• Fleet, Kate; Krämer, Gudrun; Matringe, Denis; Nawas, John; Rowson, Everett (eds.). "Friday prayer". Encyclopaedia of Islam, Three. Brill. ISSN 1873-9830. All schools but the Ḥanbalīs require that Friday prayers be held in a physical edifice; the Ḥanbalīs hold that they can be performed in a tent or in the open country. The schools of law differ on the number of participants required to constitute a valid congregation for Friday prayers: the Shāfiʿīs and Ḥanbalīs require forty, the Mālikīs twelve, and the Ḥanafīs only two or three praying behind the imām (in each case, counting only persons obligated to perform the prayer). Such limitations had significant practical repercussions, as when the Ḥanafī authorities of Bukhārā prevented the performance of Friday congregational prayers at a congregational mosque (jāmiʿ) erected in a substantial community in the region in the fifth/eleventh century and ultimately razed the building (Wheatley, 235). Shāfiʿīs further required that Friday prayers be held at only one place in each settlement. Until the fourth/tenth century, the number of Friday mosques (designated congregational mosques with a pulpit) was severely limited, even in major metropolitan centres; in later centuries, Friday mosques proliferated to accommodate the needs of urban populations (Wheatley, 234–5).
    • Ettinghausen, Richard; Grabar, Oleg; Jenkins, Marilyn (2001). Islamic Art and Architecture: 650–1250 (2nd ed.). Yale University Press. p. 20. ISBN 9780300088670. They were thus not only religious buildings but also the main social and political centres, as implied by the construct al-masjid al-jami῾, usually translated as congregational mosque.
    • Hattstein, Markus; Delius, Peter, eds. (2011). "Glossary". Islam: Art and Architecture. h.f.ullmann. p. 610. ISBN 9783848003808. Mosque (Ar.: masjid, Turk.: cami, Engl.: "place of prostration") The general term masjid refers to mosques that could be used every day. The particularly important Friday (or congregational) mosques, where the communal Friday worship is held, are called masjid-i jami or -i juma.
  2. ^ a b c Bearman, Peri (2014). "Masjid Jāmiʿ". In Emad El-Din, Shahin (ed.). The Oxford Encyclopedia of Islam and Politics. Oxford University Press. ISBN 9780199739356. The Friday prayer (ṣalāt al-jumʿa), which is mandatory for every adult male Muslim (Shiite Islam makes an exception if no Imam is present), came to be conducted in a large, congregational mosque, known as the masjid jāmiʿ (< Ar. jamaʿa "to assemble"), or Friday mosque. In the early Islamic period, only one Friday mosque in a community was permitted, since the address to the congregation was to be conducted by the ruler of that community. With the growth of the Muslim population, however, this became increasingly untenable.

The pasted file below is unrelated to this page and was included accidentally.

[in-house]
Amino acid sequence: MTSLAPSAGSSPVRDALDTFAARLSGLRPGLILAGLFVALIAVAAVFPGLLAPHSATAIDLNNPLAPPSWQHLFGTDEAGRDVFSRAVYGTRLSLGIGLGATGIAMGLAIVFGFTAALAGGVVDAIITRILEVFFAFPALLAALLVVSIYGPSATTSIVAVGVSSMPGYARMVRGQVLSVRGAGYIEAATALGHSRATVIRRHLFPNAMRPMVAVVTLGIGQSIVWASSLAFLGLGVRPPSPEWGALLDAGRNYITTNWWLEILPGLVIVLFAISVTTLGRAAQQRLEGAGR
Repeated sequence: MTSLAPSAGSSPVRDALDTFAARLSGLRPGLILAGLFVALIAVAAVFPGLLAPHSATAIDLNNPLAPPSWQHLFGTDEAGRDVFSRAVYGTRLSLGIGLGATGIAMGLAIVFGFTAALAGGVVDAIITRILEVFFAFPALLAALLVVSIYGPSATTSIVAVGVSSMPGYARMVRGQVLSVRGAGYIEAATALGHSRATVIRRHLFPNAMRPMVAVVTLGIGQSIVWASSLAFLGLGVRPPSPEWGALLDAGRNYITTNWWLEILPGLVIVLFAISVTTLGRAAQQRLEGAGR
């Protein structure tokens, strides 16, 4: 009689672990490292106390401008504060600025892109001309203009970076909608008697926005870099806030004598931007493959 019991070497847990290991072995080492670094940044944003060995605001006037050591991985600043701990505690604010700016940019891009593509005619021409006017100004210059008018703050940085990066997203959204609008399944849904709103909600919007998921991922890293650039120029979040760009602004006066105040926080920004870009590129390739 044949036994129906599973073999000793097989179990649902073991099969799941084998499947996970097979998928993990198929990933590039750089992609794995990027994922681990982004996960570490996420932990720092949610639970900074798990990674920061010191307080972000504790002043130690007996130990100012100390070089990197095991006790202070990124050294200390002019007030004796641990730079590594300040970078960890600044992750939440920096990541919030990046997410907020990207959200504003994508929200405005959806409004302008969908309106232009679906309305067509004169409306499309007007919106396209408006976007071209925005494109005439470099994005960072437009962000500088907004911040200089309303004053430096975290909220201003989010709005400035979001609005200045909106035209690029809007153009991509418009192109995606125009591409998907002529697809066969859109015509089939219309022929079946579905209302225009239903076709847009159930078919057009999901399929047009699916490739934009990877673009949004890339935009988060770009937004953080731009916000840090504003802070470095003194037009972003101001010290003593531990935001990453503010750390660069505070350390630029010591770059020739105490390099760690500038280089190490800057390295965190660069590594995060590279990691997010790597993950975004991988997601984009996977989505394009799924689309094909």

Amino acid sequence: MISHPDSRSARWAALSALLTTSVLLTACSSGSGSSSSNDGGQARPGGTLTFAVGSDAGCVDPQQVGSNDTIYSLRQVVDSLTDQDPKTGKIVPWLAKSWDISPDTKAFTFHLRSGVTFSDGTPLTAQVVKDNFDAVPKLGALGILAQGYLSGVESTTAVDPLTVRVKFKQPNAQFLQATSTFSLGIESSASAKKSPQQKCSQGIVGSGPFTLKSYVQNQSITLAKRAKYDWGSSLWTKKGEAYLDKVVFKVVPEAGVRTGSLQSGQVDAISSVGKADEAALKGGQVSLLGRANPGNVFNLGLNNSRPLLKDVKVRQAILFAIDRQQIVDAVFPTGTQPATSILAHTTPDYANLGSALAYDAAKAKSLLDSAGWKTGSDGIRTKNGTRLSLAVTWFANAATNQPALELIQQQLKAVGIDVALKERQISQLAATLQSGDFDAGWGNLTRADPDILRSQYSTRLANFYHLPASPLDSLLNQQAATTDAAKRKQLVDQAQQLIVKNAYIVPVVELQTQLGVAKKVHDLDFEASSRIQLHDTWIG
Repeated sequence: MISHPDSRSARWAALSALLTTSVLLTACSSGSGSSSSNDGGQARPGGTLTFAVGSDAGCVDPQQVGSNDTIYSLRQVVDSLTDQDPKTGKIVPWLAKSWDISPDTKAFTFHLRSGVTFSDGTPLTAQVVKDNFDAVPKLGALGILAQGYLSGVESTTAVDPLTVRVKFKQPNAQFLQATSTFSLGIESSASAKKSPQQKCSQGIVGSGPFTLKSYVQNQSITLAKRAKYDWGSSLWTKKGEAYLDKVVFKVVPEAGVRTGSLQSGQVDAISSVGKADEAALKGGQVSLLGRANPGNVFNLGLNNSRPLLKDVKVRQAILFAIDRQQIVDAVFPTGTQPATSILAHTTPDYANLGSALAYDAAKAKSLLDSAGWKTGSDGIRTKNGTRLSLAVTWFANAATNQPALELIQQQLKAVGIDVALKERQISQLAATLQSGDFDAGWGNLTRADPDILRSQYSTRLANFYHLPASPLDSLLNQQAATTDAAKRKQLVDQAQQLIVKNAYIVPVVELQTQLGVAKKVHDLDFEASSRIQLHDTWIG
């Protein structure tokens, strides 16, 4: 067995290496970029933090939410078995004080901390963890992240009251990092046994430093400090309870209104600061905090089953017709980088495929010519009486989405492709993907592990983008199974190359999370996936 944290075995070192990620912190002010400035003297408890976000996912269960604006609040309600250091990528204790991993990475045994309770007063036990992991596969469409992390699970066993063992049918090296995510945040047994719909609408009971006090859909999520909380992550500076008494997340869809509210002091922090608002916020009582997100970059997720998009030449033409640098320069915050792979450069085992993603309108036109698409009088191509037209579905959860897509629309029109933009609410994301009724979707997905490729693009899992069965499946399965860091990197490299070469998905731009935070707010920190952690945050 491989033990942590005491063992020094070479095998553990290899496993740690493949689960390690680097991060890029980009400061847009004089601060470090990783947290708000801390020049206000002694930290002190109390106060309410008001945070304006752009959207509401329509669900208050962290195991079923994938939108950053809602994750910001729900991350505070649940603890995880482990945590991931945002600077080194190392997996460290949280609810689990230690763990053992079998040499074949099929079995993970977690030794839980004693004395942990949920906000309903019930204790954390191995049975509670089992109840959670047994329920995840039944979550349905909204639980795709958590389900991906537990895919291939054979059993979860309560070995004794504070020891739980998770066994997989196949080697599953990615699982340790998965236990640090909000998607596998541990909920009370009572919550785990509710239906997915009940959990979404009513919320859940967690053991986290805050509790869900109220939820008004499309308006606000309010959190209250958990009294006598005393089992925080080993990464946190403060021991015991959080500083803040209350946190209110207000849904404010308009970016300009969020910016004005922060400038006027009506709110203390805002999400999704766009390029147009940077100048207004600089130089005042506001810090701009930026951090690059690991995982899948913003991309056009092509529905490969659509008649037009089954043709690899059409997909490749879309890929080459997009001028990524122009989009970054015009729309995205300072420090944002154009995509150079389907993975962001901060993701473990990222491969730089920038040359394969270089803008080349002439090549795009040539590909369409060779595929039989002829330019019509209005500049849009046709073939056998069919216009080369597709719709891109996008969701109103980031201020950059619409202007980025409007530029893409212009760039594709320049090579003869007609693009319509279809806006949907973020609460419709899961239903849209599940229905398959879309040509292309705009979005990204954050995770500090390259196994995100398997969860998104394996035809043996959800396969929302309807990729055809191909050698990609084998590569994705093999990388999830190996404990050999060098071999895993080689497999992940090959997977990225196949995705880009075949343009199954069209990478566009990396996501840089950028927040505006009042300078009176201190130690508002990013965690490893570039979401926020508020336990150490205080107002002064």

3. ^ Fleet, Kate; Krämer, Gudrun; Matringe, Denis; Nawas, John; Rowson, Everett (eds.). "Friday prayer". Encyclopaedia of Islam, Three. Brill. ISSN 1873-9830. All schools but the Ḥanbalīs require that Friday prayers be held in a physical edifice; the Ḥanbalīs hold that they can be performed in a tent or in the open country. The schools of law differ on the number of participants required to constitute a valid congregation for Friday prayers: the Shāfiʿīs and Ḥanbalīs require forty, the Mālikīs twelve, and the Ḥanafīs only two or three praying behind the imām (in each case, counting only persons obligated to perform the prayer). Such limitations had significant practical repercussions, as when the Ḥanafī authorities of Bukhārā prevented the performance of Friday congregational prayers at a congregational mosque (jāmiʿ) erected in a substantial community in the region in the fifth/eleventh century and ultimately razed the building (Wheatley, 235). Shāfiʿīs further required that Friday prayers be held at only one place in each settlement. Until the fourth/tenth century, the number of Friday mosques (designated congregational mosques with a pulpit) was severely limited, even in major metropolitan centres; in later centuries, Friday mosques proliferated to accommodate the needs of urban populations (Wheatley, 234–5).
  4. ^ Mitias, Michael H.; Al Jasmi, Abdullah (2018). "Form and Function in the Congregational Mosque". Estetika: The Central European Journal of Aesthetics. 55 (1): 25–44. doi:10.33134/eeja.169.